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Friday, September 21, 2007

Morley Safer Reports On Proposition 215

Morley Safer Reports On Proposition 215

Posted by CN Staff on September 20, 2007 at 13:54:14 PT

Produced By David Browning

Source: CBS News

(CBS) -- The idea was a noble one: pass a law to make marijuana
legal for cancer and AIDS sufferers whose pain and nausea the drug is
known to relieve. But the law the Rev. Scott Imler thought would one
day put the drug in pharmacies has instead created "pot dealers in
storefronts" who sell to anyone with doctors' notes that are fairly
easy to obtain.

60 Minutes correspondent Morley Safer speaks to Imler and others for a
report on medical marijuana, this Sunday, Sept. 23, at 7 p.m. ET/PT.

Imler admits the noble idea turned out to be a pipe dream. "I think
there's a lot of [people just buying the drug to get high]," he tells
Safer. "A lot of what we have now is basically pot dealers in

Imler lives in California, one of 12 states to pass a medical marijuana
bill. To pass California's Proposition 215, Imler says many more types
of patients besides cancer and AIDS sufferers had to be included. "They
all have their lobbies. The kidney patient and the heart patient," says
Imler. That led to a blanket law covering anyone with pain, setting the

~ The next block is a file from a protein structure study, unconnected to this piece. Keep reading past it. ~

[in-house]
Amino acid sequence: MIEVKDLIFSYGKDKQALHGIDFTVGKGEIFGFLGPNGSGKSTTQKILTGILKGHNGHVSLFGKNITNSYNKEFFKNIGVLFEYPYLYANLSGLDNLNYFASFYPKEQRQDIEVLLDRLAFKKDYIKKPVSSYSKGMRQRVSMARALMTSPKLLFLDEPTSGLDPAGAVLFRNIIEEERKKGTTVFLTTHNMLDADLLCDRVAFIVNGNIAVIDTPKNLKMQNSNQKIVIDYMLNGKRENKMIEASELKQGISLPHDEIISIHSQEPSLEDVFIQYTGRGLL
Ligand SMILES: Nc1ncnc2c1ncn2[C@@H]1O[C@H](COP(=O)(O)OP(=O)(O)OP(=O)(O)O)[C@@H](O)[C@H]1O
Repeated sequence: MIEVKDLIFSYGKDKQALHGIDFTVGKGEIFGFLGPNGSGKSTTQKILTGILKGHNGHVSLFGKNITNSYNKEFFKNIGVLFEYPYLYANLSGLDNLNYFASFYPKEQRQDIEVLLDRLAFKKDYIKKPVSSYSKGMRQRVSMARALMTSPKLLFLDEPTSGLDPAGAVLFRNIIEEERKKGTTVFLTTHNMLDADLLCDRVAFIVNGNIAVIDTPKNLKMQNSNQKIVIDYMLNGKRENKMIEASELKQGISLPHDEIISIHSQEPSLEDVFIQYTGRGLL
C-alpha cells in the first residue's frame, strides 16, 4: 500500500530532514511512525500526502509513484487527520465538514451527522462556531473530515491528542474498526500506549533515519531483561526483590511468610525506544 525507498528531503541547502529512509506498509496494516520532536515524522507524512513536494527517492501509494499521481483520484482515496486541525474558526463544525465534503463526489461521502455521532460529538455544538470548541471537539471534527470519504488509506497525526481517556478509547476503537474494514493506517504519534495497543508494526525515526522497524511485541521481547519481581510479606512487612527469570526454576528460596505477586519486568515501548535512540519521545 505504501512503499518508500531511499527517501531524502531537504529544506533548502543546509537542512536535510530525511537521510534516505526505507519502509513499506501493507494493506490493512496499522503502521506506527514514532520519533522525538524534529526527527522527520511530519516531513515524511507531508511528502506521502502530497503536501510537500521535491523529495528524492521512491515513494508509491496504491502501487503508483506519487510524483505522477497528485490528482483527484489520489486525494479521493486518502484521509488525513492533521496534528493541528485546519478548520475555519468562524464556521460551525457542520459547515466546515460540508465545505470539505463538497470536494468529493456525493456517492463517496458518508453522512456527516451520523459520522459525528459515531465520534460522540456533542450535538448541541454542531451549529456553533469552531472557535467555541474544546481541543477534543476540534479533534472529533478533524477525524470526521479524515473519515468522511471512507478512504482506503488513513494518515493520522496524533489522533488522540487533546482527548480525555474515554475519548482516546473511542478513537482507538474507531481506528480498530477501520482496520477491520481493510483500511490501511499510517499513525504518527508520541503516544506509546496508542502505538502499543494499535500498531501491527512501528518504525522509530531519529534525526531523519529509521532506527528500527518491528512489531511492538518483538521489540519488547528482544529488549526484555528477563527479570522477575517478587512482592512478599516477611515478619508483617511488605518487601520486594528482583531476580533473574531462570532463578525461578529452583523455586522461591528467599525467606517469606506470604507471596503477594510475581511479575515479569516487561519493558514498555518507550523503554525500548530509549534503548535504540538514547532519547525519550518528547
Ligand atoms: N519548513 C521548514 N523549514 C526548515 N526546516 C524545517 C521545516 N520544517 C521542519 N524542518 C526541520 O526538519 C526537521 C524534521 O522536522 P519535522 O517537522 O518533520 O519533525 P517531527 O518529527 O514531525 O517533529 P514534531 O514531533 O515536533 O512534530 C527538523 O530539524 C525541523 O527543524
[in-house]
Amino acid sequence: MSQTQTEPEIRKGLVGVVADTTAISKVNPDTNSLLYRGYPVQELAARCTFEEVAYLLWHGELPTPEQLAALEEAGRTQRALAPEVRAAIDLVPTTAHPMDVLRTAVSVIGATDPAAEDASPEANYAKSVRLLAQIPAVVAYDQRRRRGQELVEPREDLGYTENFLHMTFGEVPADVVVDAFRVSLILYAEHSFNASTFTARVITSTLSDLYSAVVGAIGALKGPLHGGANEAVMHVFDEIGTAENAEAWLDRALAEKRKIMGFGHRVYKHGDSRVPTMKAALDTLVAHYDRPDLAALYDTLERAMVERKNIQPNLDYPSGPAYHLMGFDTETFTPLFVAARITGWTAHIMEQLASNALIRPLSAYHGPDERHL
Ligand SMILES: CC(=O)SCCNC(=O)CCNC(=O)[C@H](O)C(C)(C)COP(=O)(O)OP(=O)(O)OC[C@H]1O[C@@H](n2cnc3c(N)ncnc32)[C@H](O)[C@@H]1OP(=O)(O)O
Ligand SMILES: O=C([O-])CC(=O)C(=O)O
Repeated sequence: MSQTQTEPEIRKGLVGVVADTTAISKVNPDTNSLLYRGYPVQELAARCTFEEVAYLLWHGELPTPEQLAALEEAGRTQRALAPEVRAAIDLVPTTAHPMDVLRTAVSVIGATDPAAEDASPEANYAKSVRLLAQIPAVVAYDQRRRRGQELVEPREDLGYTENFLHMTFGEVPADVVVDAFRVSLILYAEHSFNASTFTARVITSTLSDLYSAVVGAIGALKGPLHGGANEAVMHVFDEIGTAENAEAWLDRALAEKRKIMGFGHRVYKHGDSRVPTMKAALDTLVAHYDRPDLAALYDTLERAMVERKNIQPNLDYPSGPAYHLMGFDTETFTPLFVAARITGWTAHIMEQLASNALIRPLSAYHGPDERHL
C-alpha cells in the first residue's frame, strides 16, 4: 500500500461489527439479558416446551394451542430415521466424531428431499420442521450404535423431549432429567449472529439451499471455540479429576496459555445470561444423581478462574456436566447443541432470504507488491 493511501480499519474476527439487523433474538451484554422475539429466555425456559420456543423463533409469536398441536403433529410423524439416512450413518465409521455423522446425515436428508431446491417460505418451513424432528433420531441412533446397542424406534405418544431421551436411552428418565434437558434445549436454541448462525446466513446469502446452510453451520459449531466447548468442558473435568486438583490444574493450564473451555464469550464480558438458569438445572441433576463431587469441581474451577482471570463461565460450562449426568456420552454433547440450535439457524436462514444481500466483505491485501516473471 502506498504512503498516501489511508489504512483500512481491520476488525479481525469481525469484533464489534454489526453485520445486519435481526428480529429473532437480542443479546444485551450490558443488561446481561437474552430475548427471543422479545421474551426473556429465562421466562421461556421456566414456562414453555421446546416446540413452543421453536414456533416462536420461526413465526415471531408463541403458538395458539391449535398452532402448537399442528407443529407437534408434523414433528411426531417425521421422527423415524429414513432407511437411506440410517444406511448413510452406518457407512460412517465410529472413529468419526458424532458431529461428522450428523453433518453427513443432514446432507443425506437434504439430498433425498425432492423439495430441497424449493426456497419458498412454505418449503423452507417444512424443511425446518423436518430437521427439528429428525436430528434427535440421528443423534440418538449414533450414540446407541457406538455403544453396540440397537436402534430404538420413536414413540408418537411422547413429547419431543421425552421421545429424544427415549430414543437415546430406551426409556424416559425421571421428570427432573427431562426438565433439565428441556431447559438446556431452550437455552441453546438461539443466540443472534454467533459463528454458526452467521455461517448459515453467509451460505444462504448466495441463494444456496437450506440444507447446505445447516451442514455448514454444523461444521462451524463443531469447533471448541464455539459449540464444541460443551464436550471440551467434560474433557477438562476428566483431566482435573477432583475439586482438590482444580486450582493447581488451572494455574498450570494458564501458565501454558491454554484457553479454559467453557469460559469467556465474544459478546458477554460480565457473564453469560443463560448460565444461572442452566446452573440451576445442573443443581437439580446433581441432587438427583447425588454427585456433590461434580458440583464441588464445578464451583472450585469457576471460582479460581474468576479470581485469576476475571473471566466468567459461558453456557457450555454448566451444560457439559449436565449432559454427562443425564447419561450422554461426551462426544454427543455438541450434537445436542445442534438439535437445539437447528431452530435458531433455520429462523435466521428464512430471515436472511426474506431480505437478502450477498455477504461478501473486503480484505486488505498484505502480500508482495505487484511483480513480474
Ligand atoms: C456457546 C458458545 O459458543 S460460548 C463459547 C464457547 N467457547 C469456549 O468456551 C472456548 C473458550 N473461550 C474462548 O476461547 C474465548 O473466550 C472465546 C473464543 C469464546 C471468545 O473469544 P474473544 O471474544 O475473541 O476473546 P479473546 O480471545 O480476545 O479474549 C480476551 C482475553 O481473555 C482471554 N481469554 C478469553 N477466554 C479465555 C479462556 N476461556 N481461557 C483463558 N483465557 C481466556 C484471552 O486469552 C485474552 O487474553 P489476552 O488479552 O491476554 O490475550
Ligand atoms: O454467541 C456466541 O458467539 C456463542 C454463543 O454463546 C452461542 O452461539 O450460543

stage for the easy-to-get doctor's notes and hundreds of storefront
marijuana "clubs." "It's just ridiculous the amount of money going
through these cannabis clubs," Imler tells Safer.

Don Duncan, an owner of three medical marijuana clubs in California,
says abuse is to be expected as it occurs with prescription drugs as

"There's bound to be abuse in the system," says Duncan. "What we
really need right now are regulations that address those issues."

The "clubs" are supposed to be comprised of patients who grow marijuana
for the sole reason of distributing it to fellow members, but Imler
says, "Most of these cannabis centers are buying their marijuana off
the black market. They're dumping millions of dollars into the criminal
black market."

This has not escaped the notice of federal officials, for whom the drug
is still illegal under federal law. One of Duncan's clubs was raided by
the U.S. Drug Enforcement Agency. Shutting down the clubs solves one
problem, but could affect the quality of life for people like William
Leahy, who suffers from vascular degeneration. "I have a deformity
here," he says, pointing to his hip, "and a great deal of pain and

[The clubs] help me with that," says Leahy.

Imler says it's time for the federal government to step up for people
like Leahy. "We only saw the local cannabis programs as a stopgap
measure on the way to the federal government rescheduling it and making
[marijuana] available in the pharmacy like regular medicines are.

Until that happens, we're going to have what we have now, which is chaos."

Complete Title: The Debate On California's Pot Shops: Morley Safer Reports On Proposition 215

Source: CBS News (US Web)
Published: September 20, 2007
Copyright: 2007 CBS Broadcasting Inc.

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